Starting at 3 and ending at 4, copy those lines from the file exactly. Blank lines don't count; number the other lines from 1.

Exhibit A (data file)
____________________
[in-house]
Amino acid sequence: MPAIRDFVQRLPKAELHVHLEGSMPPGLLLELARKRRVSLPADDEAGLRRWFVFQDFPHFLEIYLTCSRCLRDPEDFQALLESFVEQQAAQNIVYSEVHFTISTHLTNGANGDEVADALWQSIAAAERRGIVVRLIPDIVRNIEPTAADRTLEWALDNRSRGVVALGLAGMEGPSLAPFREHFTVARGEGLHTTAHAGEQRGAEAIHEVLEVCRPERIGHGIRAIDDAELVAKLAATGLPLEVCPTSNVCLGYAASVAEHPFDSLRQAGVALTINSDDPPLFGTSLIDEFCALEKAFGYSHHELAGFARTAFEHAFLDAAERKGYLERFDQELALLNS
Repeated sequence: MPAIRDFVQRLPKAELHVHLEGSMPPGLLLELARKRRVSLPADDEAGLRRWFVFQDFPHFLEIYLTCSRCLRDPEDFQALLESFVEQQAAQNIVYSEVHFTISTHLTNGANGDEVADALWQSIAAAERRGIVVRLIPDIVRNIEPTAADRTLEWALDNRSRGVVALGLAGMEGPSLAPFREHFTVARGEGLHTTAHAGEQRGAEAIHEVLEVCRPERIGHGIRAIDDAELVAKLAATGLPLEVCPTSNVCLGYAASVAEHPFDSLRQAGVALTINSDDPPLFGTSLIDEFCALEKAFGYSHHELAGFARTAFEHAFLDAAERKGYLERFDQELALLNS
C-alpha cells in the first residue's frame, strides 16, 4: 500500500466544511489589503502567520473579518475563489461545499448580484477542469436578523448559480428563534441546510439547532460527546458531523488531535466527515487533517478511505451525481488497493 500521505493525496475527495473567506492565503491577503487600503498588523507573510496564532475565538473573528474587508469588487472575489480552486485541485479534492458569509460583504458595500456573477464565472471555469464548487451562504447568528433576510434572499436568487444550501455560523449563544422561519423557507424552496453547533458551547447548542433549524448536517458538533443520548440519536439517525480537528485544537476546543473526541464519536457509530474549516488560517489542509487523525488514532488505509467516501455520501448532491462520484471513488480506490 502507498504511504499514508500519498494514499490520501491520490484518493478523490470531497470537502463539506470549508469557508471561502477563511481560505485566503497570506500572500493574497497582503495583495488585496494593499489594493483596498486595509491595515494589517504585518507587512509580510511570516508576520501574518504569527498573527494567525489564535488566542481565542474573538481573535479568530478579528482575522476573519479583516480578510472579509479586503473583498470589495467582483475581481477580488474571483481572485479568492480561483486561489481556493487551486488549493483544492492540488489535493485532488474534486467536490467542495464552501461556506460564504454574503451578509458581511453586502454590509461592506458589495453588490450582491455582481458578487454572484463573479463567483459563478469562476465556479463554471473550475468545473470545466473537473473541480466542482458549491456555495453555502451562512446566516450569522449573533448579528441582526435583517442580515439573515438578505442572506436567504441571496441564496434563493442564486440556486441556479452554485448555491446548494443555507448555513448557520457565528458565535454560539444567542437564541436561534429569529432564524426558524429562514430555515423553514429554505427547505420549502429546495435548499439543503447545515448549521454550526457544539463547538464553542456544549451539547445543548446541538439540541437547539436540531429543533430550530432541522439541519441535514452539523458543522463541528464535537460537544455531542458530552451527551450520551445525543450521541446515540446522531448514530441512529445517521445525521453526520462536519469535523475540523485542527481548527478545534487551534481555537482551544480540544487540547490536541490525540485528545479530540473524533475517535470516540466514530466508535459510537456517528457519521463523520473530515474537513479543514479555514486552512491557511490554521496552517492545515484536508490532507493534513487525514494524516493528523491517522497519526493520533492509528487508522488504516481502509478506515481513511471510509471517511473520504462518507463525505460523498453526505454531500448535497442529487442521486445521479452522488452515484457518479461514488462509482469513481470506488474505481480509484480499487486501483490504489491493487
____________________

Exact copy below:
Repeated sequence: MPAIRDFVQRLPKAELHVHLEGSMPPGLLLELARKRRVSLPADDEAGLRRWFVFQDFPHFLEIYLTCSRCLRDPEDFQALLESFVEQQAAQNIVYSEVHFTISTHLTNGANGDEVADALWQSIAAAERRGIVVRLIPDIVRNIEPTAADRTLEWALDNRSRGVVALGLAGMEGPSLAPFREHFTVARGEGLHTTAHAGEQRGAEAIHEVLEVCRPERIGHGIRAIDDAELVAKLAATGLPLEVCPTSNVCLGYAASVAEHPFDSLRQAGVALTINSDDPPLFGTSLIDEFCALEKAFGYSHHELAGFARTAFEHAFLDAAERKGYLERFDQELALLNS
C-alpha cells in the first residue's frame, strides 16, 4: 500500500466544511489589503502567520473579518475563489461545499448580484477542469436578523448559480428563534441546510439547532460527546458531523488531535466527515487533517478511505451525481488497493 500521505493525496475527495473567506492565503491577503487600503498588523507573510496564532475565538473573528474587508469588487472575489480552486485541485479534492458569509460583504458595500456573477464565472471555469464548487451562504447568528433576510434572499436568487444550501455560523449563544422561519423557507424552496453547533458551547447548542433549524448536517458538533443520548440519536439517525480537528485544537476546543473526541464519536457509530474549516488560517489542509487523525488514532488505509467516501455520501448532491462520484471513488480506490 502507498504511504499514508500519498494514499490520501491520490484518493478523490470531497470537502463539506470549508469557508471561502477563511481560505485566503497570506500572500493574497497582503495583495488585496494593499489594493483596498486595509491595515494589517504585518507587512509580510511570516508576520501574518504569527498573527494567525489564535488566542481565542474573538481573535479568530478579528482575522476573519479583516480578510472579509479586503473583498470589495467582483475581481477580488474571483481572485479568492480561483486561489481556493487551486488549493483544492492540488489535493485532488474534486467536490467542495464552501461556506460564504454574503451578509458581511453586502454590509461592506458589495453588490450582491455582481458578487454572484463573479463567483459563478469562476465556479463554471473550475468545473470545466473537473473541480466542482458549491456555495453555502451562512446566516450569522449573533448579528441582526435583517442580515439573515438578505442572506436567504441571496441564496434563493442564486440556486441556479452554485448555491446548494443555507448555513448557520457565528458565535454560539444567542437564541436561534429569529432564524426558524429562514430555515423553514429554505427547505420549502429546495435548499439543503447545515448549521454550526457544539463547538464553542456544549451539547445543548446541538439540541437547539436540531429543533430550530432541522439541519441535514452539523458543522463541528464535537460537544455531542458530552451527551450520551445525543450521541446515540446522531448514530441512529445517521445525521453526520462536519469535523475540523485542527481548527478545534487551534481555537482551544480540544487540547490536541490525540485528545479530540473524533475517535470516540466514530466508535459510537456517528457519521463523520473530515474537513479543514479555514486552512491557511490554521496552517492545515484536508490532507493534513487525514494524516493528523491517522497519526493520533492509528487508522488504516481502509478506515481513511471510509471517511473520504462518507463525505460523498453526505454531500448535497442529487442521486445521479452522488452515484457518479461514488462509482469513481470506488474505481480509484480499487486501483490504489491493487